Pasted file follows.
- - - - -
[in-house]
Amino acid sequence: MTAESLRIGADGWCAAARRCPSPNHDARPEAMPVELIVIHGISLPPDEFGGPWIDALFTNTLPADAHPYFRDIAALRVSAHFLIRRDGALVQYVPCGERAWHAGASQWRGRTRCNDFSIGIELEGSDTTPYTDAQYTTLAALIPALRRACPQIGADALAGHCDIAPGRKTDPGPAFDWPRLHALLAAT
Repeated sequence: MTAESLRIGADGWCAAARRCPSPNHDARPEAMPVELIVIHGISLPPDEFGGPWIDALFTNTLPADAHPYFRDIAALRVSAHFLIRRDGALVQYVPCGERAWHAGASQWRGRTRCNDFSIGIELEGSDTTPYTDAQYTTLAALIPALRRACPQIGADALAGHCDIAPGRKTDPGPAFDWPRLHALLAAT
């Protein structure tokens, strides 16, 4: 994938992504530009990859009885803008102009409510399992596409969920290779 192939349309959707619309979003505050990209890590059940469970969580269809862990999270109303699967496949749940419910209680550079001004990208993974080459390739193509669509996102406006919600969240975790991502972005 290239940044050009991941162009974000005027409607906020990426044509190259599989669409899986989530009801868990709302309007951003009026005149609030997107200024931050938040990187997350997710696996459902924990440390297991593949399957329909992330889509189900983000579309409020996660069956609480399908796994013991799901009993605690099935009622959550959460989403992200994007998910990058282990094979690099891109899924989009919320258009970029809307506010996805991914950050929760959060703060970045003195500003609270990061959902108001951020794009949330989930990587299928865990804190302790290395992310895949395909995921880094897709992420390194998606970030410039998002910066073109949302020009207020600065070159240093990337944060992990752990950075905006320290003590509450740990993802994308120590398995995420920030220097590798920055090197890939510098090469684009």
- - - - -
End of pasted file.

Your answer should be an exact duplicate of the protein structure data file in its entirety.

[in-house]
Amino acid sequence: MTAESLRIGADGWCAAARRCPSPNHDARPEAMPVELIVIHGISLPPDEFGGPWIDALFTNTLPADAHPYFRDIAALRVSAHFLIRRDGALVQYVPCGERAWHAGASQWRGRTRCNDFSIGIELEGSDTTPYTDAQYTTLAALIPALRRACPQIGADALAGHCDIAPGRKTDPGPAFDWPRLHALLAAT
Repeated sequence: MTAESLRIGADGWCAAARRCPSPNHDARPEAMPVELIVIHGISLPPDEFGGPWIDALFTNTLPADAHPYFRDIAALRVSAHFLIRRDGALVQYVPCGERAWHAGASQWRGRTRCNDFSIGIELEGSDTTPYTDAQYTTLAALIPALRRACPQIGADALAGHCDIAPGRKTDPGPAFDWPRLHALLAAT
């Protein structure tokens, strides 16, 4: 994938992504530009990859009885803008102009409510399992596409969920290779 192939349309959707619309979003505050990209890590059940469970969580269809862990999270109303699967496949749940419910209680550079001004990208993974080459390739193509669509996102406006919600969240975790991502972005 290239940044050009991941162009974000005027409607906020990426044509190259599989669409899986989530009801868990709302309007951003009026005149609030997107200024931050938040990187997350997710696996459902924990440390297991593949399957329909992330889509189900983000579309409020996660069956609480399908796994013991799901009993605690099935009622959550959460989403992200994007998910990058282990094979690099891109899924989009919320258009970029809307506010996805991914950050929760959060703060970045003195500003609270990061959902108001951020794009949330989930990587299928865990804190302790290395992310895949395909995921880094897709992420390194998606970030410039998002910066073109949302020009207020600065070159240093990337944060992990752990950075905006320290003590509450740990993802994308120590398995995420920030220097590798920055090197890939510098090469684009």